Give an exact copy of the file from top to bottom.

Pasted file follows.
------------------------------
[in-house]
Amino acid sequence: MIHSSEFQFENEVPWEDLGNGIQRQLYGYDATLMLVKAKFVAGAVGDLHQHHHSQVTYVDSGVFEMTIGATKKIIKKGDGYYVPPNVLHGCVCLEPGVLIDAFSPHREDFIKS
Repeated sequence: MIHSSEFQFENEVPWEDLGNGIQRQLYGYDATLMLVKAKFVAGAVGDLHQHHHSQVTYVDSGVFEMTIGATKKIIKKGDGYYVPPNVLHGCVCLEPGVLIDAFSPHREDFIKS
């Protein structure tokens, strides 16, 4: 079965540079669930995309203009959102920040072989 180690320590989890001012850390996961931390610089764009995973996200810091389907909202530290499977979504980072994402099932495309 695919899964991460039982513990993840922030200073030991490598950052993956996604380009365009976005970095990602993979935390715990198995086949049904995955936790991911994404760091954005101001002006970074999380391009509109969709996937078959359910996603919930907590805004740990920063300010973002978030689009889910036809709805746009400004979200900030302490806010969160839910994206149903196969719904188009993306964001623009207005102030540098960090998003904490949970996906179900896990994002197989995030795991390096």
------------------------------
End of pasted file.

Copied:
[in-house]
Amino acid sequence: MIHSSEFQFENEVPWEDLGNGIQRQLYGYDATLMLVKAKFVAGAVGDLHQHHHSQVTYVDSGVFEMTIGATKKIIKKGDGYYVPPNVLHGCVCLEPGVLIDAFSPHREDFIKS
Repeated sequence: MIHSSEFQFENEVPWEDLGNGIQRQLYGYDATLMLVKAKFVAGAVGDLHQHHHSQVTYVDSGVFEMTIGATKKIIKKGDGYYVPPNVLHGCVCLEPGVLIDAFSPHREDFIKS
């Protein structure tokens, strides 16, 4: 079965540079669930995309203009959102920040072989 180690320590989890001012850390996961931390610089764009995973996200810091389907909202530290499977979504980072994402099932495309 695919899964991460039982513990993840922030200073030991490598950052993956996604380009365009976005970095990602993979935390715990198995086949049904995955936790991911994404760091954005101001002006970074999380391009509109969709996937078959359910996603919930907590805004740990920063300010973002978030689009889910036809709805746009400004979200900030302490806010969160839910994206149903196969719904188009993306964001623009207005102030540098960090998003904490949970996906179900896990994002197989995030795991390096």